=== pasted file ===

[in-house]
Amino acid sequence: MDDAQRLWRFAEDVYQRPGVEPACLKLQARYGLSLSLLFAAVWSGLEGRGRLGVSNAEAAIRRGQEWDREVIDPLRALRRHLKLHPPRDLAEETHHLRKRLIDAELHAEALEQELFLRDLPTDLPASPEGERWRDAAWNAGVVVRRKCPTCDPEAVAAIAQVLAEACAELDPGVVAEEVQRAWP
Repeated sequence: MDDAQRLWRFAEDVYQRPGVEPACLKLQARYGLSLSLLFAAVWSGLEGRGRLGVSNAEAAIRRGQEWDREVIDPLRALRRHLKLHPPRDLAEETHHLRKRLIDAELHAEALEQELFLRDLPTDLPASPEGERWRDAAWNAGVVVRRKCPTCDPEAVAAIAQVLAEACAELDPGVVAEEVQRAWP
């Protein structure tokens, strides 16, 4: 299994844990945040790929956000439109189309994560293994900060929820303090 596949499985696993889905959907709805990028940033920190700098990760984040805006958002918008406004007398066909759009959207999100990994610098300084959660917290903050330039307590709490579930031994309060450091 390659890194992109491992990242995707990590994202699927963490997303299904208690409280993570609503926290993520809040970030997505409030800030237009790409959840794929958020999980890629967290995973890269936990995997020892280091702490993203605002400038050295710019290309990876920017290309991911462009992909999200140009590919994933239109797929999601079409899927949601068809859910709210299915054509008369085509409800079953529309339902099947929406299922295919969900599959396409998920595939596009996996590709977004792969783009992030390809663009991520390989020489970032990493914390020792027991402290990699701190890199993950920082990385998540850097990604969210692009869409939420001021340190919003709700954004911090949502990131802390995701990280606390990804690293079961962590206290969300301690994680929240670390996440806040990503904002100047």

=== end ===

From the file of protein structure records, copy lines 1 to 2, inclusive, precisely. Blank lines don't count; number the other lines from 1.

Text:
[in-house]
Amino acid sequence: MDDAQRLWRFAEDVYQRPGVEPACLKLQARYGLSLSLLFAAVWSGLEGRGRLGVSNAEAAIRRGQEWDREVIDPLRALRRHLKLHPPRDLAEETHHLRKRLIDAELHAEALEQELFLRDLPTDLPASPEGERWRDAAWNAGVVVRRKCPTCDPEAVAAIAQVLAEACAELDPGVVAEEVQRAWP